Lapeña said they are still checking which of the 140 importations made by SMYD were of magnetic lifters.

BOC spokesman Erastus Sandino Austria said the way the drugs were hidden inside the magnetic lifters showed that “we are fighting a sophisticated and well-funded drug syndicate.”

Lapeña also said that he has recommended to the Department of Finance (DOF) the relief of MICP collector Vener Baquiran, who headed the port district when the magnetic lifters arrived on June 28 and July 11.

Presidential spokesman Harry Roque Jr. said concerned authorities are now coordinating with their foreign counterparts to trace the origin of the latest shabu shipment.

“We view the latest reported foreign drug shipment as a sign that big-time drug manufacturers and smugglers are becoming bolder with a dwindled local supply as they feel pressure from the government’s campaign against illegal drugs,” Roque said.

House probe

The House of Representatives will also investigate the shabu smuggling, according to Surigao del Norte Rep. Robert Ace Barbers, who chairs the committee on dangerous drugs.

“We have a scheduled meeting on Tuesday on another subject matter but we will already tackle this missing shabu report upon the initiative of the chairman. We don’t have to wait for a resolution as we usually do,” he said.

Initially, he said he would invite the concerned officials of the BOC and the PDEA.

“Later, depending on the testimonies of these officials, we will invite all those who had to do with the alleged shipment, like the importer, the broker and the owner of the warehouse where it was supposedly delivered,” he added.

Barbers pointed out that his committee’s inquiry could be a repeat of the acrimonious investigation the House conducted last year on the P6.4-billion shabu cargo that found its way to two warehouses in Valenzuela City.

“The only difference is that the drug shipment in Valenzuela was seized, while in this new case, the PDEA says the contraband entered the country and is missing. We will ask them for proof of their allegations,” he said.

Last year, ex-Navy captain Nicanor Faeldon resigned as Customs commissioner in the aftermath of the House probe on the P6.4-billion Valenzuela City shabu shipment.

Faeldon himself led agents of Customs, National Bureau of Investigation and PDEA in seizing the contraband three days after its release from the Manila port.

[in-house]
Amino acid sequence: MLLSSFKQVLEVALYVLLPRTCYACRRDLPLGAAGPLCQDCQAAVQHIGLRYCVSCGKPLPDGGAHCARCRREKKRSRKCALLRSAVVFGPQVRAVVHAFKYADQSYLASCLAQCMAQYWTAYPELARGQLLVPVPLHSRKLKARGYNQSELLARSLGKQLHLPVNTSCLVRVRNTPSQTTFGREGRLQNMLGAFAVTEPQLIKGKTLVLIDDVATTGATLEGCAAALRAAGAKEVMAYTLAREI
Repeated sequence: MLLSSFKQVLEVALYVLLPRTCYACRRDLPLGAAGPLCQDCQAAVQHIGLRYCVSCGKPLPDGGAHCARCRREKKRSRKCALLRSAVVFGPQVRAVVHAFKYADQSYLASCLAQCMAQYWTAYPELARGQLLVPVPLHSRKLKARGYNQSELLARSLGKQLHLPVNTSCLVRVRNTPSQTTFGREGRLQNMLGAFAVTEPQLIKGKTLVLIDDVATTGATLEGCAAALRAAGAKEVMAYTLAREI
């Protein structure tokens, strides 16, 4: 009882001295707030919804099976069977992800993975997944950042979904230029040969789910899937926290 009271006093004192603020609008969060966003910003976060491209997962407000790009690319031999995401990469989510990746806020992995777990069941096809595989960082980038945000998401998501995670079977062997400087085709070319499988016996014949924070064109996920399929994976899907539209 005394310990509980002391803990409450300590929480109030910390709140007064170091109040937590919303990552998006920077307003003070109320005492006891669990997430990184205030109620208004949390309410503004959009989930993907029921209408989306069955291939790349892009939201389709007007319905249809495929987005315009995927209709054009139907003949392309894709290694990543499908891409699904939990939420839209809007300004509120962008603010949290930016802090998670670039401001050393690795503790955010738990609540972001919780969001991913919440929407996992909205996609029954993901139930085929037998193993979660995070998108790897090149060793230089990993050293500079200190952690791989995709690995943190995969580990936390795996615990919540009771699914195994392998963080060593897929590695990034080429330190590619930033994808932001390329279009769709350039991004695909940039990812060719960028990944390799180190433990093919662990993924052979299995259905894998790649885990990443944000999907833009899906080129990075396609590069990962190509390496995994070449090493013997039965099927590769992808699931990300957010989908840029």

Only a warehouse caretaker was arrested. Two Taiwanese nationals suspected of smuggling the shabu have not been located up to now. Lapeña was then PDEA chief. He brought some of his men to Customs when he replaced Faeldon.

Aside from Faeldon, other former military officers he recruited to the BOC quit, though President Duterte later reappointed them.

Senate President Vicente Sotto III, meanwhile, is urging President Duterte to issue an executive order creating a presidential office on drugs and crime in order to stop the continued smuggling of illegal drugs into the country.

Sotto also aired his displeasure over the public squabble between the PDEA and the BOC over the shabu shipment.

“They should stop finger pointing and investigate this first,” Sotto said over dwIZ.

He said it was unacceptable that the BOC somehow managed to allow the release of the shipment of illegal drugs for a second time.

Sotto aired his disappointment at how a large drug contraband was able to breeze through Customs despite improvements in personnel movement in the agency.

He said it was clear to him that BOC personnel either colluded with the smugglers or simply did not do their jobs.

Sotto said the BOC and PDEA would both be under the presidential office on drugs and crime, based on his proposal.

He argued that the creation of the office would not require a law but only an executive order from Malacañang. – Jess Diaz, Evelyn Macairan, Marvin Sy, Christina Mendez